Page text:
Epileptic Disorders


Classification of electrical status epilepticus in sleep based on EEG patterns and spatiotemporal mapping of spikes Volume 24, issue 6, December 2022


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Department of Neurology, Government Medical College, Kozhikode, Kerala, India
Neetha Balaram
Department of Neurology, Government medical college, Calicut, Kozhikode, Kerala, 673008 India


We firstly aimed to describe and classify EEG patterns in electrical status epilepticus in sleep (ESES), and secondly subclassify EEG patterns based on analysis of spikes using spatio-temporal mapping and electrical source analysis.


Overnight EEGs (minimum: eight hours) of 30 children, aged 2-12 years, with ESES (spike-wave index: at least 50%) were selected. Average reference montage was used for dipole analysis and mapping. The location and orientation of the dipoles were determined by mapping positive and negative poles and applying the rules of mapping. The onset and propagation of the spikes and the latency between the two hemispheres (for bisynchronous spikes) were determined (based on source analysis using BESA research 7.1).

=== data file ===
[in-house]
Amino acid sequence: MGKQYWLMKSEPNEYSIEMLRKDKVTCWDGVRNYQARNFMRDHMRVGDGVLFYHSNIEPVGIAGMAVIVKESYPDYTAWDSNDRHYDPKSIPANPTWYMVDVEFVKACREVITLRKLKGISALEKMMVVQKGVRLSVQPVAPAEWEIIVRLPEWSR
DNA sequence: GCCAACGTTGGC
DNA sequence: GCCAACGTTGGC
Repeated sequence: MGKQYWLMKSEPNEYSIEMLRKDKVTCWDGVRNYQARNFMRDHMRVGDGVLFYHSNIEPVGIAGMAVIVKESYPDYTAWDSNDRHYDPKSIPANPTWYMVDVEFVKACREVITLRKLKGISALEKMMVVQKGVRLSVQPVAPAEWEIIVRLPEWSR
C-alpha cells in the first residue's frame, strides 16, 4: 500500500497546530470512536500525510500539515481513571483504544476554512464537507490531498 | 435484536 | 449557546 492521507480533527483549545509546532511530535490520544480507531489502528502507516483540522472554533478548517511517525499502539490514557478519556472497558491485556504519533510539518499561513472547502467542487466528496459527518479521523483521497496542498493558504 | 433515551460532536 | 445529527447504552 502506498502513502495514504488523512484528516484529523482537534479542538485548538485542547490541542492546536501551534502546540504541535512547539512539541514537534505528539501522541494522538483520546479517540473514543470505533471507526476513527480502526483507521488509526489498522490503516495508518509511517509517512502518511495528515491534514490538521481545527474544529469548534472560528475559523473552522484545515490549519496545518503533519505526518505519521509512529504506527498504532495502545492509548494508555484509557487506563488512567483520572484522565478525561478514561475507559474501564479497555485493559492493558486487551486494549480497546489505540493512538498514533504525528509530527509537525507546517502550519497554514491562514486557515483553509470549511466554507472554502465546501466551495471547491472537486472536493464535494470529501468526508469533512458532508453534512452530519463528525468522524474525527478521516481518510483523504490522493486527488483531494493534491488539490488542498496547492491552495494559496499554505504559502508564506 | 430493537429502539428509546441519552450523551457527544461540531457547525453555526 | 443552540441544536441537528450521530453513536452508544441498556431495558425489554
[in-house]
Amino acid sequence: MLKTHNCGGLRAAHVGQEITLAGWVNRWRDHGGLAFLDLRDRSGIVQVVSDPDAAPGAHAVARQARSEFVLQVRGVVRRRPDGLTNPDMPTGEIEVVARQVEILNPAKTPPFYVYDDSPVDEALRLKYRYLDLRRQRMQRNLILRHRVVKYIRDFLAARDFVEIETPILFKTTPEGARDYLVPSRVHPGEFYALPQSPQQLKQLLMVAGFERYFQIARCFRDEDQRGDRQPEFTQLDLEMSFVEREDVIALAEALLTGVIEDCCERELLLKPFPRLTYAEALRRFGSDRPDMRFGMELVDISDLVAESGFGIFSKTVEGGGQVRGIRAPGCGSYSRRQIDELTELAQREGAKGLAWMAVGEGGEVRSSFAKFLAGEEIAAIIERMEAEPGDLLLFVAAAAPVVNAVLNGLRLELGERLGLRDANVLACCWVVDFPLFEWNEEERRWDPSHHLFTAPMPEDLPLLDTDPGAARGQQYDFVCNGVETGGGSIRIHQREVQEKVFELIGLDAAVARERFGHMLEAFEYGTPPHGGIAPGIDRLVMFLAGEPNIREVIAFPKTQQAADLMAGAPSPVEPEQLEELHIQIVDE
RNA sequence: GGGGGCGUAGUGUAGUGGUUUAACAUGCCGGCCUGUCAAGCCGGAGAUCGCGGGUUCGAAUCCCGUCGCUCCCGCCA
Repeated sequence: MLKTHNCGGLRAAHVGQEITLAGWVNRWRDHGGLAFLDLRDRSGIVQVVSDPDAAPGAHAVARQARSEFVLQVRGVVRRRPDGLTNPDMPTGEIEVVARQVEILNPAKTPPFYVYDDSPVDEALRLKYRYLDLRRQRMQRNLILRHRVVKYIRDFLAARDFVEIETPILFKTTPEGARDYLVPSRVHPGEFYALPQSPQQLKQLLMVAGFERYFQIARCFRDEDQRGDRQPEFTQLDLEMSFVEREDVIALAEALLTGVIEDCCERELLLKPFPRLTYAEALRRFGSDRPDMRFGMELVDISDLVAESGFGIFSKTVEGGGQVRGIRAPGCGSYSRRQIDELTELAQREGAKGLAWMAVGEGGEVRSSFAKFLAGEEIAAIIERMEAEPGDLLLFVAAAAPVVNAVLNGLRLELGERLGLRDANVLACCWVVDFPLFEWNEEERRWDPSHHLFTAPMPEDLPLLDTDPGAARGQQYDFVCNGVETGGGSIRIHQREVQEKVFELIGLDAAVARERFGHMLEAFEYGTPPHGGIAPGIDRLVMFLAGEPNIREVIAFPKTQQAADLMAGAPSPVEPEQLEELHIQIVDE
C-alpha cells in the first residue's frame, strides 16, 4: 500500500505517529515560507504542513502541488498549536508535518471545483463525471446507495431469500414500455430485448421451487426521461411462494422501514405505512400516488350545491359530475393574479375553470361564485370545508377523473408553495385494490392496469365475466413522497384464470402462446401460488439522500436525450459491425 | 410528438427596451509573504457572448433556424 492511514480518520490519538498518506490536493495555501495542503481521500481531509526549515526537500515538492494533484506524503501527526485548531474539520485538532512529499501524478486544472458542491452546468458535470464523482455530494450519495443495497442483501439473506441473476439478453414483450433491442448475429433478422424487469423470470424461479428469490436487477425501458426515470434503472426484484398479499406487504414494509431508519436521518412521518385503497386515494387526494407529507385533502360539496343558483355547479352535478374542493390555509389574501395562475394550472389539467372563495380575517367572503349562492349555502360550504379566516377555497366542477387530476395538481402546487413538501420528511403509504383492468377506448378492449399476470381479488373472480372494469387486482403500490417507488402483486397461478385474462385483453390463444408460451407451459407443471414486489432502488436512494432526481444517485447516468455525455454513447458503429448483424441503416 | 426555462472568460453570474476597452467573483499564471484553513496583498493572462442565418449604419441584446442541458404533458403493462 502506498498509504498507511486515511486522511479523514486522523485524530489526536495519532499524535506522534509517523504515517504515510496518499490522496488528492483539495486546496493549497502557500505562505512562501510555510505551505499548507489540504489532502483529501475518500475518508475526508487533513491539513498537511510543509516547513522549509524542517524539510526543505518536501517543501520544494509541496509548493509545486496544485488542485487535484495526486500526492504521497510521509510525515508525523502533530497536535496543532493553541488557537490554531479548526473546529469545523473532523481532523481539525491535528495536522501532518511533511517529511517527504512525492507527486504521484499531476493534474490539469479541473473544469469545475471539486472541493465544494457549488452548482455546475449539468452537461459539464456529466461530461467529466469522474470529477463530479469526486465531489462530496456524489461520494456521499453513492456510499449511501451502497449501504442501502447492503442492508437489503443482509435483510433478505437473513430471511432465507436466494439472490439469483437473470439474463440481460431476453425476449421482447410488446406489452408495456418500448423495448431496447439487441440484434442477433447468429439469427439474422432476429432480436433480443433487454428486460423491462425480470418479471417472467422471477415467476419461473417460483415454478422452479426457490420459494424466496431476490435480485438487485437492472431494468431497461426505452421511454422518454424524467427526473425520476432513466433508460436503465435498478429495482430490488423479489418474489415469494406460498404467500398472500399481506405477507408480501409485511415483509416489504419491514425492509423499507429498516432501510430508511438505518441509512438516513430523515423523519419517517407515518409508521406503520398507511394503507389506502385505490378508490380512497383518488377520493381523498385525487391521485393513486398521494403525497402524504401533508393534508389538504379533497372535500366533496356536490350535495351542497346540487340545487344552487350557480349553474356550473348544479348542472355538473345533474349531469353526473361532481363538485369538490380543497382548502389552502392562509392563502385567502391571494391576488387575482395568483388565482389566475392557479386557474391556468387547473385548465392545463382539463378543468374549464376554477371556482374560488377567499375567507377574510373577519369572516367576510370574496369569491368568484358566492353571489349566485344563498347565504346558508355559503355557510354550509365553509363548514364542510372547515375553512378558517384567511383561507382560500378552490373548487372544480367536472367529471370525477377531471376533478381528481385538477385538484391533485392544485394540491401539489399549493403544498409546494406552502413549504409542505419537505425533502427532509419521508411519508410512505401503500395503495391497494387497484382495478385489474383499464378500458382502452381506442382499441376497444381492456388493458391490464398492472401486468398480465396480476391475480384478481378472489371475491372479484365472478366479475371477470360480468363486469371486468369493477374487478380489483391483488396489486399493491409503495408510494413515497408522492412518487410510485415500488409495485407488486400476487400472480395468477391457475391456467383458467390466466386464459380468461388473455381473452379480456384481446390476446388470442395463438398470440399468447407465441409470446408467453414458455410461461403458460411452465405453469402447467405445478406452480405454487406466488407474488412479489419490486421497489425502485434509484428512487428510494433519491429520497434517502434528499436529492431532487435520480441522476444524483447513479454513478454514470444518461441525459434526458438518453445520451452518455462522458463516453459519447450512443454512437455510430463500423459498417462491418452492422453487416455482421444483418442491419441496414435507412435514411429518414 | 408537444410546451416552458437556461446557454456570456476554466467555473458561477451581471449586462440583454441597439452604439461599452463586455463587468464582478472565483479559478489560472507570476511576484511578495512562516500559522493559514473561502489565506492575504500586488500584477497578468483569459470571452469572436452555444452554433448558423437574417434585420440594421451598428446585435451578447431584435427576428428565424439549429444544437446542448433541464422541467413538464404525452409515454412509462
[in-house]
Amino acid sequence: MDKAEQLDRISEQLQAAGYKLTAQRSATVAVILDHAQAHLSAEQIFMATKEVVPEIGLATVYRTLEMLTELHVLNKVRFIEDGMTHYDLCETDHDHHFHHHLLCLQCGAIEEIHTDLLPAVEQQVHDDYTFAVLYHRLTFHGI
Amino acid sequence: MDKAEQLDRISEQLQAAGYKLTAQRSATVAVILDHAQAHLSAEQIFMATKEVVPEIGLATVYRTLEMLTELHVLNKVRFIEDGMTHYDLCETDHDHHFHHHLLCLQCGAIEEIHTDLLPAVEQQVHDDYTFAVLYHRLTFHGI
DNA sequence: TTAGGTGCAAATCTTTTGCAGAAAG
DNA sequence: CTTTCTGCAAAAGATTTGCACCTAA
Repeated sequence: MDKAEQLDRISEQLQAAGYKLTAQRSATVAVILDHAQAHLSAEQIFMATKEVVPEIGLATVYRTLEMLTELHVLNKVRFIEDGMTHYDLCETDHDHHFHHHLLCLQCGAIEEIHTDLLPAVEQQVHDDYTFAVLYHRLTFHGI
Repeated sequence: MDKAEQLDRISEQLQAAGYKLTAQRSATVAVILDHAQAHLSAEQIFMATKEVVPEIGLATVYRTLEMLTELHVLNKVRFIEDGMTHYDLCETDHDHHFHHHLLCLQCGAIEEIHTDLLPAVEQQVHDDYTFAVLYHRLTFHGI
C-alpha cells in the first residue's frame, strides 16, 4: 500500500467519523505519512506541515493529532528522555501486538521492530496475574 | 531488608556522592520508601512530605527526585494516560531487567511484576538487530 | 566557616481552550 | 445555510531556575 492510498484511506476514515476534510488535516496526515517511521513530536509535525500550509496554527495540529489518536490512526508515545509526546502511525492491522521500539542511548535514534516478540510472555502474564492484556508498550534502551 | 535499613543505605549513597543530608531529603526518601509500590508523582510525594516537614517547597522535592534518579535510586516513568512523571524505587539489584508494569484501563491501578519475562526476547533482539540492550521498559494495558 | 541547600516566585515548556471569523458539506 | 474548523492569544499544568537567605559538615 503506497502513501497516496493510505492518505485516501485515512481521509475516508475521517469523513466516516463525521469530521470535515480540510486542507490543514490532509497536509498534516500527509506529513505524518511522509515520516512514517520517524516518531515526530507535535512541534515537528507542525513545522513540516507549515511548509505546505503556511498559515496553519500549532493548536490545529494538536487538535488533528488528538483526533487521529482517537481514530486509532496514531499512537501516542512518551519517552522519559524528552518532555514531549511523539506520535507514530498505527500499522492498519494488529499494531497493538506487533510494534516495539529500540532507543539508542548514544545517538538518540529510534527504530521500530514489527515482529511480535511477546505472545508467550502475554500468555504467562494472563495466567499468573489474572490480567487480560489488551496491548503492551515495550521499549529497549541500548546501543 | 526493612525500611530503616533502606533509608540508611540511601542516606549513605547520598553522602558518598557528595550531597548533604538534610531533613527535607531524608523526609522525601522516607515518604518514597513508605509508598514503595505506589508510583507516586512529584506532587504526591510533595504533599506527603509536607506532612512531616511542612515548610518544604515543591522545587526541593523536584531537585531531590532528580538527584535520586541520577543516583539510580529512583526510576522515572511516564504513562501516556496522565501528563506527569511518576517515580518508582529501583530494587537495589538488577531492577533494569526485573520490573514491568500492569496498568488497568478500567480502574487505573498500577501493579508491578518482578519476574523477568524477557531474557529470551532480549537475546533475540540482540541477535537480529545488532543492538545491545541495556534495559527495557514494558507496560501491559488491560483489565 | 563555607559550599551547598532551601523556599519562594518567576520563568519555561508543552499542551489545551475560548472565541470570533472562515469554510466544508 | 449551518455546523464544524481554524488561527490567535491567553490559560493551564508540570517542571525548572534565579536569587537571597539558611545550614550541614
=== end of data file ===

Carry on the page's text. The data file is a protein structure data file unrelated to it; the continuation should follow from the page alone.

(1) ESES was classified as “generalised” (80%) and focal (20%) patterns; (2) the bisynchronous subtype in the “generalised” pattern was due to apparently synchronous bilateral activation of spikes (with lead-in of 20-60 ms from one hemisphere) with a tangential/oblique dipole (source analysis localised these spikes to around the peri-rolandic cortex); (3) the classic description of ESES spikes as “diffuse” spikes with bifrontal maxima is a misinterpretation using the 10-20 EEG system. Using voltage mapping and source analysis, cortical activation in the rolandic cortex was identified which imparts diffuse frontal negativity and parieto-occipital positivity; (4) ESES spikes showed intraspike and interspike dipole instability and the orientation of dipoles changed due to local spike propagation around the source and into the depth of the sulcus (which we refer to herein as “dancing dipoles”); and (5) focal ESES were classified as parietal, occipital and temporo-occipital patterns; a frontal ESES pattern was not seen.


Based on detailed mapping and source analysis of ESES, we have successfully reinterpreted various misconceptions in the literature. We have simplified the interpretation of complicated EEG patterns by extracting the primary and propagated sources which aid the classification of ESES. As the dipole is always stable in self-limited childhood epilepsy with centrotemporal spikes, we believe that the phenomenon of an intrinsically unstable dipole is a reliable qualitative EEG marker of ESES.